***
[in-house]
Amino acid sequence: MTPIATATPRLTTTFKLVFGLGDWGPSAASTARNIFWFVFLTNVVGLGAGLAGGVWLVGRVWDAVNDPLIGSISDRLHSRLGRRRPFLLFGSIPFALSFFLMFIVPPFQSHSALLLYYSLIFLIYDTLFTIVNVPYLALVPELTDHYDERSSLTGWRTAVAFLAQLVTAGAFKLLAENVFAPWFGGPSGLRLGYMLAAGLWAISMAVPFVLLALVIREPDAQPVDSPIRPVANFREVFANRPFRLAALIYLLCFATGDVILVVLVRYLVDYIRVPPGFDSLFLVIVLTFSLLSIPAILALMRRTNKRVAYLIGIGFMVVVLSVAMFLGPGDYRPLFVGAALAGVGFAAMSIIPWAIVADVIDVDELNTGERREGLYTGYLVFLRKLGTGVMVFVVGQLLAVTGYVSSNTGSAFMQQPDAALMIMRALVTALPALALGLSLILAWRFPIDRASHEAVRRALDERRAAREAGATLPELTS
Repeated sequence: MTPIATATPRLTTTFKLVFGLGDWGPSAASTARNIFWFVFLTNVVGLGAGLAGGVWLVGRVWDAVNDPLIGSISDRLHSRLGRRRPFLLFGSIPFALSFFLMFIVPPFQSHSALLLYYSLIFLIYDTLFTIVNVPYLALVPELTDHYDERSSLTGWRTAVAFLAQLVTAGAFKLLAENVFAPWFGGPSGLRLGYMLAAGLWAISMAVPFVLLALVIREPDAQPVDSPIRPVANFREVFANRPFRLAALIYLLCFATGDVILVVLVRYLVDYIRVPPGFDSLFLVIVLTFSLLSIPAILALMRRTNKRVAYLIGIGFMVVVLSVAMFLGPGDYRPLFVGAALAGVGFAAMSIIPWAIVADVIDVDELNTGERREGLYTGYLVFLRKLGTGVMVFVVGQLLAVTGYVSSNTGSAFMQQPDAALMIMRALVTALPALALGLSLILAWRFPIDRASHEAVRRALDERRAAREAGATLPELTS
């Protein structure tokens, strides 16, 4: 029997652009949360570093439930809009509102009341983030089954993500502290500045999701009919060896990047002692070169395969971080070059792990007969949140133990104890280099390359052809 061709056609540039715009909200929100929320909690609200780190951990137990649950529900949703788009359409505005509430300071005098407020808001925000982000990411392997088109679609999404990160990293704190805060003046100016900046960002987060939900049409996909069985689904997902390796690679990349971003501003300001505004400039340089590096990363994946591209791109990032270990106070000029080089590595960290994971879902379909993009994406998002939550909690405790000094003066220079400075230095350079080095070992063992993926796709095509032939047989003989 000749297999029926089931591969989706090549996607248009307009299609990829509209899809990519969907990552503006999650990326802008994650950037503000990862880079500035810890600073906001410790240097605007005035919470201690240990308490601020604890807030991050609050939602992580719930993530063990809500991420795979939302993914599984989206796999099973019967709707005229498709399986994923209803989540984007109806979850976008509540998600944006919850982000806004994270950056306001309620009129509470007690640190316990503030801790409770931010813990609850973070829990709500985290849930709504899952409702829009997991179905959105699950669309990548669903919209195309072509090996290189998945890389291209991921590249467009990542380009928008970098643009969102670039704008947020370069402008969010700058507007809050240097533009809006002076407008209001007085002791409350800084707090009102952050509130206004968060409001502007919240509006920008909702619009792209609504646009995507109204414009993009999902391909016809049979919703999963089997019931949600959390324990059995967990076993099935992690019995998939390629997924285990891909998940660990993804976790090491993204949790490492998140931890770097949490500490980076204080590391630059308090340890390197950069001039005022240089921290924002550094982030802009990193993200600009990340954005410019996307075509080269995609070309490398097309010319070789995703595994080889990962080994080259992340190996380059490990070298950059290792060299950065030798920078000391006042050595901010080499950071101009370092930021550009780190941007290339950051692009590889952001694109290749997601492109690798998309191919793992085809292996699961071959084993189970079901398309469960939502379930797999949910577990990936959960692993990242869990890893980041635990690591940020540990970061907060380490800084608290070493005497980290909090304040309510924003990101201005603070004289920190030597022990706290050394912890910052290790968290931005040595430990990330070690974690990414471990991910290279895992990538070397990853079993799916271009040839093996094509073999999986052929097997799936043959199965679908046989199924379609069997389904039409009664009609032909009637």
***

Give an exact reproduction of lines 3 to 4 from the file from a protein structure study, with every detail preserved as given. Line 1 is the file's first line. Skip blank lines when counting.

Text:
Repeated sequence: MTPIATATPRLTTTFKLVFGLGDWGPSAASTARNIFWFVFLTNVVGLGAGLAGGVWLVGRVWDAVNDPLIGSISDRLHSRLGRRRPFLLFGSIPFALSFFLMFIVPPFQSHSALLLYYSLIFLIYDTLFTIVNVPYLALVPELTDHYDERSSLTGWRTAVAFLAQLVTAGAFKLLAENVFAPWFGGPSGLRLGYMLAAGLWAISMAVPFVLLALVIREPDAQPVDSPIRPVANFREVFANRPFRLAALIYLLCFATGDVILVVLVRYLVDYIRVPPGFDSLFLVIVLTFSLLSIPAILALMRRTNKRVAYLIGIGFMVVVLSVAMFLGPGDYRPLFVGAALAGVGFAAMSIIPWAIVADVIDVDELNTGERREGLYTGYLVFLRKLGTGVMVFVVGQLLAVTGYVSSNTGSAFMQQPDAALMIMRALVTALPALALGLSLILAWRFPIDRASHEAVRRALDERRAAREAGATLPELTS
């Protein structure tokens, strides 16, 4: 029997652009949360570093439930809009509102009341983030089954993500502290500045999701009919060896990047002692070169395969971080070059792990007969949140133990104890280099390359052809 061709056609540039715009909200929100929320909690609200780190951990137990649950529900949703788009359409505005509430300071005098407020808001925000982000990411392997088109679609999404990160990293704190805060003046100016900046960002987060939900049409996909069985689904997902390796690679990349971003501003300001505004400039340089590096990363994946591209791109990032270990106070000029080089590595960290994971879902379909993009994406998002939550909690405790000094003066220079400075230095350079080095070992063992993926796709095509032939047989003989 000749297999029926089931591969989706090549996607248009307009299609990829509209899809990519969907990552503006999650990326802008994650950037503000990862880079500035810890600073906001410790240097605007005035919470201690240990308490601020604890807030991050609050939602992580719930993530063990809500991420795979939302993914599984989206796999099973019967709707005229498709399986994923209803989540984007109806979850976008509540998600944006919850982000806004994270950056306001309620009129509470007690640190316990503030801790409770931010813990609850973070829990709500985290849930709504899952409702829009997991179905959105699950669309990548669903919209195309072509090996290189998945890389291209991921590249467009990542380009928008970098643009969102670039704008947020370069402008969010700058507007809050240097533009809006002076407008209001007085002791409350800084707090009102952050509130206004968060409001502007919240509006920008909702619009792209609504646009995507109204414009993009999902391909016809049979919703999963089997019931949600959390324990059995967990076993099935992690019995998939390629997924285990891909998940660990993804976790090491993204949790490492998140931890770097949490500490980076204080590391630059308090340890390197950069001039005022240089921290924002550094982030802009990193993200600009990340954005410019996307075509080269995609070309490398097309010319070789995703595994080889990962080994080259992340190996380059490990070298950059290792060299950065030798920078000391006042050595901010080499950071101009370092930021550009780190941007290339950051692009590889952001694109290749997601492109690798998309191919793992085809292996699961071959084993189970079901398309469960939502379930797999949910577990990936959960692993990242869990890893980041635990690591940020540990970061907060380490800084608290070493005497980290909090304040309510924003990101201005603070004289920190030597022990706290050394912890910052290790968290931005040595430990990330070690974690990414471990991910290279895992990538070397990853079993799916271009040839093996094509073999999986052929097997799936043959199965679908046989199924379609069997389904039409009664009609032909009637």